Rory MacDonald, recently signed with the PFL, is sidelined by the COVID-19 global pandemic, which has left him time for multiple interviews recently.
Ahead of the new Red King Rundown documentary series on YouTube, MacDonald spoke with Damon Martin for MMA Fighting about his best and worst memories at age 30, after training in the sport for nearly 17 years, and began fighting when he was 16.
“I have a bunch of really special moments that I cherish,” said MacDonald. “Something that was really special to me was right before my UFC career, my coach and my manager, we were talking with [UFC matchmakers] Sean Shelby or Joe Silva and basically I had gotten bigger as a teenager and I was starting to move up to welterweight. I was a lightweight fighter. But they wanted me to get a couple wins at welterweight before bringing me in.
“So I had two fights basically on my contract with King of the Cage and I fought two welterweight fights. I remember that last fight and I won, I just had a ‘I did it’. I made it to the next level, what I’ve been dreaming about getting into the UFC. So that was a pretty special moment.”
“If I had to pick [my biggest regret], it would be my preparation leading up to the Mousasi fight. That was a huge opportunity and I didn’t take it serious enough. Obviously, I got absolutely crushed.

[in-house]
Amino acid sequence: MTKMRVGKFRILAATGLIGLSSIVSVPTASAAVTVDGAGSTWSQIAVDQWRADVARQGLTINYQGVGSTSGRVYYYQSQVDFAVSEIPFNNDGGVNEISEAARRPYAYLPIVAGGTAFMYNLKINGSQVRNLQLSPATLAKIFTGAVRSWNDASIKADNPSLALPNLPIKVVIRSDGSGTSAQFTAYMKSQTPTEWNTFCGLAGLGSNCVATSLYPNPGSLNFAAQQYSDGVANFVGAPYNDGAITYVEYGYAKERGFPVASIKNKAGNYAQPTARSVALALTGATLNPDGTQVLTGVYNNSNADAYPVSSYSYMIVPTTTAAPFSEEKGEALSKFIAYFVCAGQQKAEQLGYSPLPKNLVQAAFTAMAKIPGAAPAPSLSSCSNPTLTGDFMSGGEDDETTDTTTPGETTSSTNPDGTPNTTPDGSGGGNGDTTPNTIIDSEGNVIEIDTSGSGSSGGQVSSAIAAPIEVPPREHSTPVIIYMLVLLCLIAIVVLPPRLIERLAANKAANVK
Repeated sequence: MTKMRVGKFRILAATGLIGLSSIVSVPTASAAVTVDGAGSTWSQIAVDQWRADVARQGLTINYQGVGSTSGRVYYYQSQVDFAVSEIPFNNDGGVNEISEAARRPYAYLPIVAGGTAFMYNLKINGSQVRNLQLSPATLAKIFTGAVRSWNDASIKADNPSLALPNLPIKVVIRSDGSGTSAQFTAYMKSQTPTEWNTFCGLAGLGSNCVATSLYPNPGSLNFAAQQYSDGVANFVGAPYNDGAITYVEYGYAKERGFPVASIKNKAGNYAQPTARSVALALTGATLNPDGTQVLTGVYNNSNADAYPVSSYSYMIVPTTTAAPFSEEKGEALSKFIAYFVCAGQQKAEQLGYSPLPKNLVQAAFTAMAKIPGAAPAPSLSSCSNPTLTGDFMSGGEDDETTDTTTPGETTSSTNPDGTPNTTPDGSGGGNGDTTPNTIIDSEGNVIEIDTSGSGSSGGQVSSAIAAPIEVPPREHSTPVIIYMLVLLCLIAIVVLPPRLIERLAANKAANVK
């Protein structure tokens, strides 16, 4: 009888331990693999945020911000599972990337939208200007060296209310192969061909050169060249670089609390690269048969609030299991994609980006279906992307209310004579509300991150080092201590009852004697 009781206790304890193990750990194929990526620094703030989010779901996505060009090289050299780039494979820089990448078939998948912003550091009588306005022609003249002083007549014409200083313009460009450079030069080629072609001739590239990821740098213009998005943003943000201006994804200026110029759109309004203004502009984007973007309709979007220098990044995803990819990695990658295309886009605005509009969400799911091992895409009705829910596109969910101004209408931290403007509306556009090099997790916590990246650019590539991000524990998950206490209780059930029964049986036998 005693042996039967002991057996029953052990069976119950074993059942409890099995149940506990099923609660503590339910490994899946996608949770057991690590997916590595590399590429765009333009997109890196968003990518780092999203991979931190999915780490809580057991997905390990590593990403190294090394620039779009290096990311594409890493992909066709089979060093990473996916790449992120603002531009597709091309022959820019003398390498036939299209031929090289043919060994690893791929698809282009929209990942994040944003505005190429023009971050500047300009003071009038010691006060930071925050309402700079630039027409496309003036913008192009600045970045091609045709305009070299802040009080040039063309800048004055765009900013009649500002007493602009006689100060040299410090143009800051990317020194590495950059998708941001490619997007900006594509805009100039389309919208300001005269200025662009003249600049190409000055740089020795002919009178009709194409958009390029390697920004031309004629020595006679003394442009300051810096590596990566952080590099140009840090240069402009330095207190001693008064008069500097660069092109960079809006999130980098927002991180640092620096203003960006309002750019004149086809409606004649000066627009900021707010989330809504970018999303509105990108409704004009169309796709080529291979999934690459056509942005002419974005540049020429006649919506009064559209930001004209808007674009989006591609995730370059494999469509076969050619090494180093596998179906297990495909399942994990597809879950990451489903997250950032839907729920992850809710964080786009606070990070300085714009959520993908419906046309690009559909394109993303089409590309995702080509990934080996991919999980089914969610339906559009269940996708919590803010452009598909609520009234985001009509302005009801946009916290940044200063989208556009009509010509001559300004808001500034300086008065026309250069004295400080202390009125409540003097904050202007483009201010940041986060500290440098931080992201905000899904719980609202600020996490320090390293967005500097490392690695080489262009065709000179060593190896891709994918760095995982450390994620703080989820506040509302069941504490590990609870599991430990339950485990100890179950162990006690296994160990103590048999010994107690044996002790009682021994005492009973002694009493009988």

“I can’t cry over spilled milk now. It is what it is. I just have to learn from it and persevere to get where I want to go.”
“I’m excited for this new journey with PFL. Being a fighter in my 30s now, I feel like everything’s coming together in my life and in my own head, my approach to fighting. I think I’m going to have some really good years ahead of me. Make a name for myself, a legacy for myself in the sport.”
And during an interview with Danny Segura and Nolan King for MMA Junkie, "The Red King" talked about recent complaints by a number of top UFC fighters about the athlete-management revenue split in the league.
“It’s a tough spot,” said MacDonald. “You’re in a tough business of being a professional mixed martial artist. Most of the money is going to the promotion. We don’t have anything like the Ali Act that’s protecting us in getting, you know, fair distribution of the money that’s coming from these events. So in the current situation, the current market, you pretty much have to fend for yourself is what I see.”
“I felt like when I was in the UFC, I was focused on just being a champion, and when I get to that top spot I want to be a top competitor and the money is going to come. But it just seemed the increments of when I got to the next contract it wasn’t going anywhere substantial for me. So I had to make a tough decision, but I believe in myself that I would be successful out of the UFC and I’m not saying ill will towards the UFC. That’s just the way they conduct business and that’s fine.
“That’s the current market and we as fighters we have to deal with that. The way I dealt with it, is to do what was best for me. I had to move on elsewhere and look at the entire market to look at other promotions and see what was the best situation for me.”
“Every time there’s a contract negotiation it’s best not to burn bridges with different promotors. You want to keep a good relationship with everybody. Talking bad about a promotor is not going to do you any favors seven years down the road talking to different promotions and see who wants to bring you in again. So I always try to be respectful to the promotors and work together and make a deal that works for everyone.”